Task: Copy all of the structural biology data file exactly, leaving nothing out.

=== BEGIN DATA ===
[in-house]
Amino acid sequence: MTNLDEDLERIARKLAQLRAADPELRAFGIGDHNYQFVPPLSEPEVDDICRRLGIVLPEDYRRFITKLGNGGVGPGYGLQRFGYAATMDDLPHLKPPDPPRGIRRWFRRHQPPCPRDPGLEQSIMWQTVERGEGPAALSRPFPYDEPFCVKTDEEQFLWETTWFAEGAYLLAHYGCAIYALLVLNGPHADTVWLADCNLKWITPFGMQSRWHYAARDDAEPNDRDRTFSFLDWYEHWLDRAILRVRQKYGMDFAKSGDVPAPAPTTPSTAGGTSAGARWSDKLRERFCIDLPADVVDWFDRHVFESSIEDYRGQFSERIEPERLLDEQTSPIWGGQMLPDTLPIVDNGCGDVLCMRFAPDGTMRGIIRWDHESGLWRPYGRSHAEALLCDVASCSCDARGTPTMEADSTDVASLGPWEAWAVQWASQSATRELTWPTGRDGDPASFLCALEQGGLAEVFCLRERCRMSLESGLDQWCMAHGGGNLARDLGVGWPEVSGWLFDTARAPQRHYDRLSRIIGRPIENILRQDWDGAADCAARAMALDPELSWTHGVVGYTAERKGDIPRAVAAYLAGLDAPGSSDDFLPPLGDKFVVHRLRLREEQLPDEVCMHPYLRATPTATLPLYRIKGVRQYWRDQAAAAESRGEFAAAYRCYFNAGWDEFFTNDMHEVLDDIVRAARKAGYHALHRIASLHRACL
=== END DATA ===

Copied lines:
[in-house]
Amino acid sequence: MTNLDEDLERIARKLAQLRAADPELRAFGIGDHNYQFVPPLSEPEVDDICRRLGIVLPEDYRRFITKLGNGGVGPGYGLQRFGYAATMDDLPHLKPPDPPRGIRRWFRRHQPPCPRDPGLEQSIMWQTVERGEGPAALSRPFPYDEPFCVKTDEEQFLWETTWFAEGAYLLAHYGCAIYALLVLNGPHADTVWLADCNLKWITPFGMQSRWHYAARDDAEPNDRDRTFSFLDWYEHWLDRAILRVRQKYGMDFAKSGDVPAPAPTTPSTAGGTSAGARWSDKLRERFCIDLPADVVDWFDRHVFESSIEDYRGQFSERIEPERLLDEQTSPIWGGQMLPDTLPIVDNGCGDVLCMRFAPDGTMRGIIRWDHESGLWRPYGRSHAEALLCDVASCSCDARGTPTMEADSTDVASLGPWEAWAVQWASQSATRELTWPTGRDGDPASFLCALEQGGLAEVFCLRERCRMSLESGLDQWCMAHGGGNLARDLGVGWPEVSGWLFDTARAPQRHYDRLSRIIGRPIENILRQDWDGAADCAARAMALDPELSWTHGVVGYTAERKGDIPRAVAAYLAGLDAPGSSDDFLPPLGDKFVVHRLRLREEQLPDEVCMHPYLRATPTATLPLYRIKGVRQYWRDQAAAAESRGEFAAAYRCYFNAGWDEFFTNDMHEVLDDIVRAARKAGYHALHRIASLHRACL